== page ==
Monday, August 22, 2016

Leather Bag Handles, City Quilter Closing, Woven Label Giveaway

Hello from a random vacation day.  The weather was phenomenal today!!!  Anyhoo, it's a bit of a smorgasbord post, with three topics that don't necessarily warrant their own post:

1.  The Leather Bag Handles have Stretched.
They have also stretched on the other side of the same strap, I just didn't point it out in the photo above.
  • I have been using and enjoying my leather tote.  It is a great size, not too big and not too small.
  • It is lamb leather, so it is incredibly soft, and those who touch this bag in person remark how much softer it is than they thought it would be.  One of my coworkers was compelled to bury her face in it, that's how soft it was!
  • The handles have started to stretch, though.    I was very concerned about the handles separating from the bag (which is not happening) but had not considered that the straps would stretch.  Next time I will insert buckram between the two strap layers to prevent that from happening.
  • I still haven't sealed the raw edges with gum tragacanth, and I'm not sure that I will.

The City Quilter Is Closing
PR Day 2013 at Elliott Berman fabrics in NYC
The City Quilter storefront in 2013

My first pillow "quilt" top, pieced but not quilted yet, Elizabeth Hartman Fancy Fox II pattern. I bought the original Fancy Fox (and a few other quilting patterns) at The City Quilter, even though I don't quilt.

The City Quilter NYC subway fabric as an interior zipper pocket from a bag I made in 2014
  • MPB Day 2016 was amazingly hot (I don't think I've ever sweat that much in one weekend  in my whole life) and also really fun.  I felt so incredibly happy throughout the day.  
  • Alert:  I did not buy ANY fabric during MPB Day this year. My sewing room reorg really made me not want to add to the stash.  And it was soooo hot, I didn't want to carry more fabric around.
  • However, Anne told me  that the City Quilter is closing their bricks and mortar store in October.  A google search found these two posts here and here.  
  • I'm not a quilter (slowly venturing into quilting) but I have always loved the CQ for many reasons: .  
    • This is the only source for the NYC subway fabric that I have used in many zipper pockets and also a few gifted zipper pouches, and they will continue to sell that fabric online (it is their own design).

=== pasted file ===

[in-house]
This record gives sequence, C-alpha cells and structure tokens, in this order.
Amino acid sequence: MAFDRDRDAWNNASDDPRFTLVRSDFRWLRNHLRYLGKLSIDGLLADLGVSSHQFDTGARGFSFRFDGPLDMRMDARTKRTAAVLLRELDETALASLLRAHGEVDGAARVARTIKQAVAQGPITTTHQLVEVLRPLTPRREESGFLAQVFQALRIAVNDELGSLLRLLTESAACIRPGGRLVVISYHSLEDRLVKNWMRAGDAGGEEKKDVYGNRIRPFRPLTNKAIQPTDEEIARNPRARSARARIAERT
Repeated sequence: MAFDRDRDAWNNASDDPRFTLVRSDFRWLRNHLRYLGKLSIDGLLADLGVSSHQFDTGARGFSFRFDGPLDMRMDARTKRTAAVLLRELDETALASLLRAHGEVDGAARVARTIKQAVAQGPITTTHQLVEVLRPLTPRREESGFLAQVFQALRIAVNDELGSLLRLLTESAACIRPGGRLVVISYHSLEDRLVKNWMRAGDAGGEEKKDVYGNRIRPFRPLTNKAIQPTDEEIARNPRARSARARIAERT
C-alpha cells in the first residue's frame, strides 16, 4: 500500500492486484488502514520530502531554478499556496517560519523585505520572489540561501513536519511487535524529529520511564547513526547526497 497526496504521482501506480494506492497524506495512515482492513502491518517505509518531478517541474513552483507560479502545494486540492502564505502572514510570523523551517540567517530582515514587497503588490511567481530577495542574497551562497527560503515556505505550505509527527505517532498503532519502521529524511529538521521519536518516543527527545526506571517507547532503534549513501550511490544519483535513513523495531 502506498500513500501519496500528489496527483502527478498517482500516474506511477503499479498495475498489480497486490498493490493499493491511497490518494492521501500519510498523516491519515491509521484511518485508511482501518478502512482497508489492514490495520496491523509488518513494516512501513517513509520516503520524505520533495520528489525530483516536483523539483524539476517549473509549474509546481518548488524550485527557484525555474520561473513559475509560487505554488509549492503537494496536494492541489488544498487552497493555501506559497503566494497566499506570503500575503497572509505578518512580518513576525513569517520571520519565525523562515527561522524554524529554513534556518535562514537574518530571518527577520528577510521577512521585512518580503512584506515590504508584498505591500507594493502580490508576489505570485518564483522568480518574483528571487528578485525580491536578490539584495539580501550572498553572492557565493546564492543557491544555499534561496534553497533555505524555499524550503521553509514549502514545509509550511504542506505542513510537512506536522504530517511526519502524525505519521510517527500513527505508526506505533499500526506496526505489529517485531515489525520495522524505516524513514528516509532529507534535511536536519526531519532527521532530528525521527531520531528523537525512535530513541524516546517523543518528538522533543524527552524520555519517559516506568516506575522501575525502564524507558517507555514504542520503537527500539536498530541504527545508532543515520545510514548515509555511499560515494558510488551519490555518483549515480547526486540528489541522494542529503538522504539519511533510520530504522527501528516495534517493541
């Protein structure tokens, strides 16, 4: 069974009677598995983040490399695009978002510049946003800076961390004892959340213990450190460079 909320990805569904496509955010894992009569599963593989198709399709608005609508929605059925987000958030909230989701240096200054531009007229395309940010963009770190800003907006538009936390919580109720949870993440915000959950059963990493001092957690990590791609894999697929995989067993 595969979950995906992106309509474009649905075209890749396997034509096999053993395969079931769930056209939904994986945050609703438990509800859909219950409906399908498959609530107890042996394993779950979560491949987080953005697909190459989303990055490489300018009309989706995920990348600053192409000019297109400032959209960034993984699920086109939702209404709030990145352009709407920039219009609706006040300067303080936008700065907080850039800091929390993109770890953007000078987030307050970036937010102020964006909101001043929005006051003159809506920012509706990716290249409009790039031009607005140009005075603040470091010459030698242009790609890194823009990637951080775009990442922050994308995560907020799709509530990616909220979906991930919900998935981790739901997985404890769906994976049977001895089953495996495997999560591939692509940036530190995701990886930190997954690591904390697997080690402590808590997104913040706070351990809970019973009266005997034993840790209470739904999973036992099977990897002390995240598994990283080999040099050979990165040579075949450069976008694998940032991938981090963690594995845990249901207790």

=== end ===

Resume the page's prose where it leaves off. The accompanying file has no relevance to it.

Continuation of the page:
• I've always been tempted by their umbrella kit, but truth is I'm never going to use an umbrella that is that big.  If I lived in NYC though, I could totally have seen myself going to one of their umbrella kit classes for an afternoon.
    • I purchased a few sashiko kits at the CQ.
    • It's also how I discovered Heidi Boyd Crafts--I saw her kits at the CQ last August.   As you know I am a huge Heidi Boyd fan and have stitched many of her kits in the past year.
  • ATP and I will visit the CQ in September, but I'm not sure what their store will be like then, so close to closing.  I will miss you, CQ!!

Heidi Boyd Craft Excitement

Woven Labels Giveaway

  • Sometimes people ask where I get the woven labels with random words on them (not the custom-made labels with "Vacuuming the Lawn" but the other kind.)
  • I bought some at Joann's but found many through variety packs on eBay, particularly the "Me and My Big Ideas" or MAMBI woven labels that I think are intended for scrapbooking (set up an eBay search alert if you want to buy some yourself).
  • I am purging some of these labels because of my sewing room reorg; would you like any of these? If yes, just leave in the comments which one(s) you want and I am happy to mail them to you for free, even internationally.  They are very light and thin so I can mail them like a letter.  First come, first served.
Be well!

Saturday, July 30, 2016

My First Leather Bag from Handmade Chic by Laura Bennett

Hello from my vacation!  When do you ever see me in shorts?  Never!  (And that is a Built By Wendy shirt I made like 8 years ago!)  This was taken before I added the second row of topstitching, but I like this picture so here it is!  Also those are my pumpkin vines in the background.